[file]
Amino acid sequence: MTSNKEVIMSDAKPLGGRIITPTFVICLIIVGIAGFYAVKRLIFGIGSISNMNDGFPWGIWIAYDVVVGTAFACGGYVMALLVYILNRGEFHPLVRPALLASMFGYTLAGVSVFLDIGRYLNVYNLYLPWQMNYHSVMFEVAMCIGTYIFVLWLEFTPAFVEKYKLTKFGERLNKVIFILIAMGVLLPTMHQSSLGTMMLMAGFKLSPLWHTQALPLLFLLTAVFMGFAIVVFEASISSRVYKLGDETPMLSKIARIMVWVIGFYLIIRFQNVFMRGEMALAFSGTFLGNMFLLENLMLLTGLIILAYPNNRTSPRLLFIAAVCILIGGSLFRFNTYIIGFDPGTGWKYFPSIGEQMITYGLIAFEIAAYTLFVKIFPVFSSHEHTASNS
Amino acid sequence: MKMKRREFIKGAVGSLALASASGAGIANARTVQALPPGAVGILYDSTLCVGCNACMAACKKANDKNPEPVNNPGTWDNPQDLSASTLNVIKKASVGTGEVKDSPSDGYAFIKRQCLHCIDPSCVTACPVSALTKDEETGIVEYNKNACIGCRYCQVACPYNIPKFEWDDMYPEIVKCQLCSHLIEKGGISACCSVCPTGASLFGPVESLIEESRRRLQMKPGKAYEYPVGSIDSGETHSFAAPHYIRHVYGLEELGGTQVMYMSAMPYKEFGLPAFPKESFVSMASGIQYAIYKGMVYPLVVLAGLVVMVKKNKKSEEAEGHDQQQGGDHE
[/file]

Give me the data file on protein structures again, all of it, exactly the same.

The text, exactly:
Amino acid sequence: MTSNKEVIMSDAKPLGGRIITPTFVICLIIVGIAGFYAVKRLIFGIGSISNMNDGFPWGIWIAYDVVVGTAFACGGYVMALLVYILNRGEFHPLVRPALLASMFGYTLAGVSVFLDIGRYLNVYNLYLPWQMNYHSVMFEVAMCIGTYIFVLWLEFTPAFVEKYKLTKFGERLNKVIFILIAMGVLLPTMHQSSLGTMMLMAGFKLSPLWHTQALPLLFLLTAVFMGFAIVVFEASISSRVYKLGDETPMLSKIARIMVWVIGFYLIIRFQNVFMRGEMALAFSGTFLGNMFLLENLMLLTGLIILAYPNNRTSPRLLFIAAVCILIGGSLFRFNTYIIGFDPGTGWKYFPSIGEQMITYGLIAFEIAAYTLFVKIFPVFSSHEHTASNS
Amino acid sequence: MKMKRREFIKGAVGSLALASASGAGIANARTVQALPPGAVGILYDSTLCVGCNACMAACKKANDKNPEPVNNPGTWDNPQDLSASTLNVIKKASVGTGEVKDSPSDGYAFIKRQCLHCIDPSCVTACPVSALTKDEETGIVEYNKNACIGCRYCQVACPYNIPKFEWDDMYPEIVKCQLCSHLIEKGGISACCSVCPTGASLFGPVESLIEESRRRLQMKPGKAYEYPVGSIDSGETHSFAAPHYIRHVYGLEELGGTQVMYMSAMPYKEFGLPAFPKESFVSMASGIQYAIYKGMVYPLVVLAGLVVMVKKNKKSEEAEGHDQQQGGDHE